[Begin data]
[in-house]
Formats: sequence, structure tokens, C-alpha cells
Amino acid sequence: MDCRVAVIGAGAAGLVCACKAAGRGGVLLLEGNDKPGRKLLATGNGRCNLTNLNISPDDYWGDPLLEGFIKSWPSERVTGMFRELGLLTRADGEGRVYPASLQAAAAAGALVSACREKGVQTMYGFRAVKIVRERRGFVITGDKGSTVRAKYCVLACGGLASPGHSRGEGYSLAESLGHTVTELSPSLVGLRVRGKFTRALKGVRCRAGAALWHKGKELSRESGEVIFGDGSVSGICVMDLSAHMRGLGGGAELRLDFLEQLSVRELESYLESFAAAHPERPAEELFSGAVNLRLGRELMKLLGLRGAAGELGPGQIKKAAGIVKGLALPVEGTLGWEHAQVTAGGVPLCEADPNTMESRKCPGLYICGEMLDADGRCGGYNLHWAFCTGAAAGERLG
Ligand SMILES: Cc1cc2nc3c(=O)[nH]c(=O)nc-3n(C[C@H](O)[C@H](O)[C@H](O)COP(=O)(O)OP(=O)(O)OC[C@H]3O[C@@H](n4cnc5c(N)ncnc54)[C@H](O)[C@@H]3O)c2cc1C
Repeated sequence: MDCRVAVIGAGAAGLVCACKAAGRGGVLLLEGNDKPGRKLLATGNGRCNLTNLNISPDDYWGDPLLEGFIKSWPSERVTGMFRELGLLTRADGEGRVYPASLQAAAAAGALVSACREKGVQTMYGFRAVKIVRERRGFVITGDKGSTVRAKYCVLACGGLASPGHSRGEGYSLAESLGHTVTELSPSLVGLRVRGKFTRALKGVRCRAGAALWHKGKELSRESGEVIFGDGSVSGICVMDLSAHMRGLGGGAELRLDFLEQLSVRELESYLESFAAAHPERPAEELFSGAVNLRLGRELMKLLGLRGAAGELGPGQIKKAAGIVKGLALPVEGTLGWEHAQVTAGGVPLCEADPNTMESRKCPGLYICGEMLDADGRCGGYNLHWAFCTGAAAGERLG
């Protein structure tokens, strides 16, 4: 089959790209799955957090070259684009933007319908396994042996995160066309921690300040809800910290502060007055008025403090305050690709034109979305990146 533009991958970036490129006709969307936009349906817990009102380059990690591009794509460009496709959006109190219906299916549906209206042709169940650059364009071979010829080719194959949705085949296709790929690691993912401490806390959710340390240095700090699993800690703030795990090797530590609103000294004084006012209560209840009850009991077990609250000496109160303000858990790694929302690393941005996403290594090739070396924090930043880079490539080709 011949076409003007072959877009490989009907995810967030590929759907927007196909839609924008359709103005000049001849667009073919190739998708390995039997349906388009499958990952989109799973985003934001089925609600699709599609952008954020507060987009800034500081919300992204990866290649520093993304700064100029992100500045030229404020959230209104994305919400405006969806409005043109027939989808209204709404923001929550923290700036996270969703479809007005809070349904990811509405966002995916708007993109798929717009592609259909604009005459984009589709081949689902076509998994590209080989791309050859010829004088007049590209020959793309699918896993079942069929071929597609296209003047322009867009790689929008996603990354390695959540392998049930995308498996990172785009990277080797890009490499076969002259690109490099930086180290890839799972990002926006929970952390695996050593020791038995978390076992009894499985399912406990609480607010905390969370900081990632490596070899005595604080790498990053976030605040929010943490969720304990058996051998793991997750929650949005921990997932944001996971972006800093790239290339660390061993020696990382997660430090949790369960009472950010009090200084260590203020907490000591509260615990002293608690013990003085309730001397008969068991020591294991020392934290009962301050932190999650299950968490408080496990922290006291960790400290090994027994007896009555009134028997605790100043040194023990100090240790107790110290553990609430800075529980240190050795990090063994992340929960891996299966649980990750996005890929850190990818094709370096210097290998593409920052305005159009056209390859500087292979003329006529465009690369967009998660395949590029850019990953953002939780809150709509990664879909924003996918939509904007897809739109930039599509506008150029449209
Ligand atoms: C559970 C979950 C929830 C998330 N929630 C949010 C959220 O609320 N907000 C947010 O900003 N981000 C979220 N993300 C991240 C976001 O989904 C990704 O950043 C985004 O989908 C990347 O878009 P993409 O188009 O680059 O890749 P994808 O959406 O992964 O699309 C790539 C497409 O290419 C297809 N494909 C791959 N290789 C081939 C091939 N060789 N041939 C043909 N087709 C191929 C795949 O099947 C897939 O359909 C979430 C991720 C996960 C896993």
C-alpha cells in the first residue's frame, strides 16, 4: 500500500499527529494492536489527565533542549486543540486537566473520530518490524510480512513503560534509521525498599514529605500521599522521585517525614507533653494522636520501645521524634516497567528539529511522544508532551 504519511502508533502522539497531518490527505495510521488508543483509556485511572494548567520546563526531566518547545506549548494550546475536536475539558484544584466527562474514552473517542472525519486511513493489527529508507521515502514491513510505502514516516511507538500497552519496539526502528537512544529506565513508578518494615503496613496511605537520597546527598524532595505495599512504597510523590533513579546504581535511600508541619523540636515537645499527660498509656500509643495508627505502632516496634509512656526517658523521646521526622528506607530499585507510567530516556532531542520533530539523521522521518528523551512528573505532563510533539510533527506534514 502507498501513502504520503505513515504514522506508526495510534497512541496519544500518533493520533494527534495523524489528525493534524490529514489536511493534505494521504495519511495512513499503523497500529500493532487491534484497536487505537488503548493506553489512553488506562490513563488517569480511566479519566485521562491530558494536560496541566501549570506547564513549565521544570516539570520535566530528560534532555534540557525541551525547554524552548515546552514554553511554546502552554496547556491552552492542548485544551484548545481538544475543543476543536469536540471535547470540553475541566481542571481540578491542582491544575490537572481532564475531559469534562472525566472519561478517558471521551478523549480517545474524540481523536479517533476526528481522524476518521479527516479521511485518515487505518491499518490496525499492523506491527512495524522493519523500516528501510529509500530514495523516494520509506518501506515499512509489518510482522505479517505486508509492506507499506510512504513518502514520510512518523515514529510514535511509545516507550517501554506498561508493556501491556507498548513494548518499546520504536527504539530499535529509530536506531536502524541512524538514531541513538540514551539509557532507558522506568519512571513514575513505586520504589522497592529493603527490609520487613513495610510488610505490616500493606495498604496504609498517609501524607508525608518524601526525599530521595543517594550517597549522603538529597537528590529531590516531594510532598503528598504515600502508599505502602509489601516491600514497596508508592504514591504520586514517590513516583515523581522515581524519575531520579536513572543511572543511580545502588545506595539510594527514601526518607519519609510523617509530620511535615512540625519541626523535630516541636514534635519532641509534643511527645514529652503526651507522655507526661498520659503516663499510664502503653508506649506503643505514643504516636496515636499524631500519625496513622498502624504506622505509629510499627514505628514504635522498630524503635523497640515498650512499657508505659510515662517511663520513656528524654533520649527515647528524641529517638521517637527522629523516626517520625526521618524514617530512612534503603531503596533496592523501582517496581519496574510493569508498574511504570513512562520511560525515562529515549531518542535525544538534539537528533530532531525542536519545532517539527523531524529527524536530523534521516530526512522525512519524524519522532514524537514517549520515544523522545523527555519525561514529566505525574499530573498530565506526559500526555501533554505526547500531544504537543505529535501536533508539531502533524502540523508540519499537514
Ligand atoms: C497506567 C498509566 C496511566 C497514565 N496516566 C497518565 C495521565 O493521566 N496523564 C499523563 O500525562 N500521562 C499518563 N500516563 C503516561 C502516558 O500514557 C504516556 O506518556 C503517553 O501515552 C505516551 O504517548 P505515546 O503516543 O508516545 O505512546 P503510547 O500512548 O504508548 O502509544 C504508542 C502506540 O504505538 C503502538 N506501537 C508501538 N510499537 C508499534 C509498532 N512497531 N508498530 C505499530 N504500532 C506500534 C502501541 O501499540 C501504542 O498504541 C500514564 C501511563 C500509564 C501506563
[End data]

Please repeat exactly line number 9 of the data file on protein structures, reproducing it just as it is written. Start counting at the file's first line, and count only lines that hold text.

Ligand atoms: C497506567 C498509566 C496511566 C497514565 N496516566 C497518565 C495521565 O493521566 N496523564 C499523563 O500525562 N500521562 C499518563 N500516563 C503516561 C502516558 O500514557 C504516556 O506518556 C503517553 O501515552 C505516551 O504517548 P505515546 O503516543 O508516545 O505512546 P503510547 O500512548 O504508548 O502509544 C504508542 C502506540 O504505538 C503502538 N506501537 C508501538 N510499537 C508499534 C509498532 N512497531 N508498530 C505499530 N504500532 C506500534 C502501541 O501499540 C501504542 O498504541 C500514564 C501511563 C500509564 C501506563